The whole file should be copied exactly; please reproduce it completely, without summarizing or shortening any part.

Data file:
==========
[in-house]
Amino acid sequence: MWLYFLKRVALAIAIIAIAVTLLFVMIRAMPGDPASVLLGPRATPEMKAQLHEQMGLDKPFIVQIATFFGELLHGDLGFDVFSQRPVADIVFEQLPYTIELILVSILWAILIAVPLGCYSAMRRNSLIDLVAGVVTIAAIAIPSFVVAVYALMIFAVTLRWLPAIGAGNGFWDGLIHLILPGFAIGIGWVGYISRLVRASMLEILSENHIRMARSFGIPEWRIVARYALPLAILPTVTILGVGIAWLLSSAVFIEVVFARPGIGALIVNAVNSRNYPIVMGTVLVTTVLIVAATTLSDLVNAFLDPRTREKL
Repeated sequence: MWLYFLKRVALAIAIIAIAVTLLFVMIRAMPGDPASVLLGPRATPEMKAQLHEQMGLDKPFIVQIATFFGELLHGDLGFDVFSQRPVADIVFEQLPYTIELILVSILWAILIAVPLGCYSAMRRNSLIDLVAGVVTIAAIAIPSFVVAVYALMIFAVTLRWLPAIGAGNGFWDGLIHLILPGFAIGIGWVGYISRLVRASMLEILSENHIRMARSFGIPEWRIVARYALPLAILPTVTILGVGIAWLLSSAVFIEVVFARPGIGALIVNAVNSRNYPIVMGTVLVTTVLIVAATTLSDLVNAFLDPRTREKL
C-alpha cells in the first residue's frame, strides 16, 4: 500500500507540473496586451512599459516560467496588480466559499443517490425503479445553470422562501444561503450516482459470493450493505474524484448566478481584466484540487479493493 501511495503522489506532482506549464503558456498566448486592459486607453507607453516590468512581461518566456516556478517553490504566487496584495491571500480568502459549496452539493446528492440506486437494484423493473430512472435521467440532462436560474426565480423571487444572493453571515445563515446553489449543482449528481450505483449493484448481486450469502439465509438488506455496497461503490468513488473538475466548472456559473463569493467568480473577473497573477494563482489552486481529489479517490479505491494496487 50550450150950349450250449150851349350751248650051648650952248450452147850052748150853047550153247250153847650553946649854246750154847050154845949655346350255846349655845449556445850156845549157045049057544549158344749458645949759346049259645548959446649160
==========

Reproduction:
[in-house]
Amino acid sequence: MWLYFLKRVALAIAIIAIAVTLLFVMIRAMPGDPASVLLGPRATPEMKAQLHEQMGLDKPFIVQIATFFGELLHGDLGFDVFSQRPVADIVFEQLPYTIELILVSILWAILIAVPLGCYSAMRRNSLIDLVAGVVTIAAIAIPSFVVAVYALMIFAVTLRWLPAIGAGNGFWDGLIHLILPGFAIGIGWVGYISRLVRASMLEILSENHIRMARSFGIPEWRIVARYALPLAILPTVTILGVGIAWLLSSAVFIEVVFARPGIGALIVNAVNSRNYPIVMGTVLVTTVLIVAATTLSDLVNAFLDPRTREKL
Repeated sequence: MWLYFLKRVALAIAIIAIAVTLLFVMIRAMPGDPASVLLGPRATPEMKAQLHEQMGLDKPFIVQIATFFGELLHGDLGFDVFSQRPVADIVFEQLPYTIELILVSILWAILIAVPLGCYSAMRRNSLIDLVAGVVTIAAIAIPSFVVAVYALMIFAVTLRWLPAIGAGNGFWDGLIHLILPGFAIGIGWVGYISRLVRASMLEILSENHIRMARSFGIPEWRIVARYALPLAILPTVTILGVGIAWLLSSAVFIEVVFARPGIGALIVNAVNSRNYPIVMGTVLVTTVLIVAATTLSDLVNAFLDPRTREKL
C-alpha cells in the first residue's frame, strides 16, 4: 500500500507540473496586451512599459516560467496588480466559499443517490425503479445553470422562501444561503450516482459470493450493505474524484448566478481584466484540487479493493 501511495503522489506532482506549464503558456498566448486592459486607453507607453516590468512581461518566456516556478517553490504566487496584495491571500480568502459549496452539493446528492440506486437494484423493473430512472435521467440532462436560474426565480423571487444572493453571515445563515446553489449543482449528481450505483449493484448481486450469502439465509438488506455496497461503490468513488473538475466548472456559473463569493467568480473577473497573477494563482489552486481529489479517490479505491494496487 50550450150950349450250449150851349350751248650051648650952248450452147850052748150853047550153247250153847650553946649854246750154847050154845949655346350255846349655845449556445850156845549157045049057544549158344749458645949759346049259645548959446649160